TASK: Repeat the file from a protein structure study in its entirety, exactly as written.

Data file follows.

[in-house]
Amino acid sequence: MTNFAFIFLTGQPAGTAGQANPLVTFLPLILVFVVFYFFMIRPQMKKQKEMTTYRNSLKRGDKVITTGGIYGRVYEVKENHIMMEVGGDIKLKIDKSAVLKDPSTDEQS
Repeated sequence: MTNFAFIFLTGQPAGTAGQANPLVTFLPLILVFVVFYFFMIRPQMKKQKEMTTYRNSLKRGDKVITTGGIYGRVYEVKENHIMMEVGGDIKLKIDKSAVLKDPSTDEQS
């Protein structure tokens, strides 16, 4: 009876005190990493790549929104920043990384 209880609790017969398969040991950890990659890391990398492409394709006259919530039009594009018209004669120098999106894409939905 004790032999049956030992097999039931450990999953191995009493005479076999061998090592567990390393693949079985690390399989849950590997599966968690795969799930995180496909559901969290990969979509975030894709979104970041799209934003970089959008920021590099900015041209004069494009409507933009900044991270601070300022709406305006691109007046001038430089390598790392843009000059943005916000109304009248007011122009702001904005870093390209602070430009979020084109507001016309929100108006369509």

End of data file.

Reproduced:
[in-house]
Amino acid sequence: MTNFAFIFLTGQPAGTAGQANPLVTFLPLILVFVVFYFFMIRPQMKKQKEMTTYRNSLKRGDKVITTGGIYGRVYEVKENHIMMEVGGDIKLKIDKSAVLKDPSTDEQS
Repeated sequence: MTNFAFIFLTGQPAGTAGQANPLVTFLPLILVFVVFYFFMIRPQMKKQKEMTTYRNSLKRGDKVITTGGIYGRVYEVKENHIMMEVGGDIKLKIDKSAVLKDPSTDEQS
């Protein structure tokens, strides 16, 4: 009876005190990493790549929104920043990384 209880609790017969398969040991950890990659890391990398492409394709006259919530039009594009018209004669120098999106894409939905 004790032999049956030992097999039931450990999953191995009493005479076999061998090592567990390393693949079985690390399989849950590997599966968690795969799930995180496909559901969290990969979509975030894709979104970041799209934003970089959008920021590099900015041209004069494009409507933009900044991270601070300022709406305006691109007046001038430089390598790392843009000059943005916000109304009248007011122009702001904005870093390209602070430009979020084109507001016309929100108006369509």